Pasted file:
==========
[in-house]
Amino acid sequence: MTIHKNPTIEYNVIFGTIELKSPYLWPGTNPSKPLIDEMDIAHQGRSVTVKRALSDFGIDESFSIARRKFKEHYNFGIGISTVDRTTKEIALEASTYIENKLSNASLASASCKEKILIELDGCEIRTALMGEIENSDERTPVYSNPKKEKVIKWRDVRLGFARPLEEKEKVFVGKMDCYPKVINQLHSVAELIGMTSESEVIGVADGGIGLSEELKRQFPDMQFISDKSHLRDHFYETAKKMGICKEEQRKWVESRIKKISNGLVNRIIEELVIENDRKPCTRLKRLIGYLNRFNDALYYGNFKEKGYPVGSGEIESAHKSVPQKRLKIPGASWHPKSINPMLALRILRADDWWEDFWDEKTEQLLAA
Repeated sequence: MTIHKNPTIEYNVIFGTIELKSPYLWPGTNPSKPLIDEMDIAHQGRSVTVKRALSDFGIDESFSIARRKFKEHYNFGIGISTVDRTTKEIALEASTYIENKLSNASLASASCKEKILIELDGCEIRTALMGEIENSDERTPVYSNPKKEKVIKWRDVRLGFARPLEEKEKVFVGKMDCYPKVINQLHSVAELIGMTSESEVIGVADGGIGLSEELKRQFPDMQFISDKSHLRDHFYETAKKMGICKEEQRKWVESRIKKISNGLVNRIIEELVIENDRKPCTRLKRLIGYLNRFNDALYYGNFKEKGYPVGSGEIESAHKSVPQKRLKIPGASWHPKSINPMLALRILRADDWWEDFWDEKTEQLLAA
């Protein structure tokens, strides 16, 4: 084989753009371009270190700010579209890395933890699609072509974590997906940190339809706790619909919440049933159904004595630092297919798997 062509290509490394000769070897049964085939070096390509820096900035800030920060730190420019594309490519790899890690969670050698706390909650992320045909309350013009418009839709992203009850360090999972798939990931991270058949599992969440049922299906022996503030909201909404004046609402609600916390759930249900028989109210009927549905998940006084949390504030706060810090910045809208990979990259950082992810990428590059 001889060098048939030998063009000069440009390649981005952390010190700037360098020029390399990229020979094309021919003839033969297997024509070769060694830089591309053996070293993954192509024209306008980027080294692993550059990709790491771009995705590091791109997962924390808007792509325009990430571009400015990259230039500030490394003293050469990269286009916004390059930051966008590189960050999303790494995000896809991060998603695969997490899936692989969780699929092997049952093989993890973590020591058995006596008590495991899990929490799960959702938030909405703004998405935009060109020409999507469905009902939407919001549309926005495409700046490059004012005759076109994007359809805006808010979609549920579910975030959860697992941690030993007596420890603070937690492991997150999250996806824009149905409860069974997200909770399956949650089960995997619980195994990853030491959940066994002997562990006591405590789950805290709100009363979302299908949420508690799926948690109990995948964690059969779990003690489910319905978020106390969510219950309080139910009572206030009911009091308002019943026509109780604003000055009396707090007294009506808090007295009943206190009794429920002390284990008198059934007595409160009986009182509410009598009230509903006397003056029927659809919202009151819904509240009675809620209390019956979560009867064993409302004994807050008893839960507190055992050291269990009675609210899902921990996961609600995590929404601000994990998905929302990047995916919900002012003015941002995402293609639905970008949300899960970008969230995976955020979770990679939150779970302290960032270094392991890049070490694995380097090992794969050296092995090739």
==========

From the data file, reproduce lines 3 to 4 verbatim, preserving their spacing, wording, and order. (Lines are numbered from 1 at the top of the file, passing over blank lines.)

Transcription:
Repeated sequence: MTIHKNPTIEYNVIFGTIELKSPYLWPGTNPSKPLIDEMDIAHQGRSVTVKRALSDFGIDESFSIARRKFKEHYNFGIGISTVDRTTKEIALEASTYIENKLSNASLASASCKEKILIELDGCEIRTALMGEIENSDERTPVYSNPKKEKVIKWRDVRLGFARPLEEKEKVFVGKMDCYPKVINQLHSVAELIGMTSESEVIGVADGGIGLSEELKRQFPDMQFISDKSHLRDHFYETAKKMGICKEEQRKWVESRIKKISNGLVNRIIEELVIENDRKPCTRLKRLIGYLNRFNDALYYGNFKEKGYPVGSGEIESAHKSVPQKRLKIPGASWHPKSINPMLALRILRADDWWEDFWDEKTEQLLAA
């Protein structure tokens, strides 16, 4: 084989753009371009270190700010579209890395933890699609072509974590997906940190339809706790619909919440049933159904004595630092297919798997 062509290509490394000769070897049964085939070096390509820096900035800030920060730190420019594309490519790899890690969670050698706390909650992320045909309350013009418009839709992203009850360090999972798939990931991270058949599992969440049922299906022996503030909201909404004046609402609600916390759930249900028989109210009927549905998940006084949390504030706060810090910045809208990979990259950082992810990428590059 001889060098048939030998063009000069440009390649981005952390010190700037360098020029390399990229020979094309021919003839033969297997024509070769060694830089591309053996070293993954192509024209306008980027080294692993550059990709790491771009995705590091791109997962924390808007792509325009990430571009400015990259230039500030490394003293050469990269286009916004390059930051966008590189960050999303790494995000896809991060998603695969997490899936692989969780699929092997049952093989993890973590020591058995006596008590495991899990929490799960959702938030909405703004998405935009060109020409999507469905009902939407919001549309926005495409700046490059004012005759076109994007359809805006808010979609549920579910975030959860697992941690030993007596420890603070937690492991997150999250996806824009149905409860069974997200909770399956949650089960995997619980195994990853030491959940066994002997562990006591405590789950805290709100009363979302299908949420508690799926948690109990995948964690059969779990003690489910319905978020106390969510219950309080139910009572206030009911009091308002019943026509109780604003000055009396707090007294009506808090007295009943206190009794429920002390284990008198059934007595409160009986009182509410009598009230509903006397003056029927659809919202009151819904509240009675809620209390019956979560009867064993409302004994807050008893839960507190055992050291269990009675609210899902921990996961609600995590929404601000994990998905929302990047995916919900002012003015941002995402293609639905970008949300899960970008969230995976955020979770990679939150779970302290960032270094392991890049070490694995380097090992794969050296092995090739």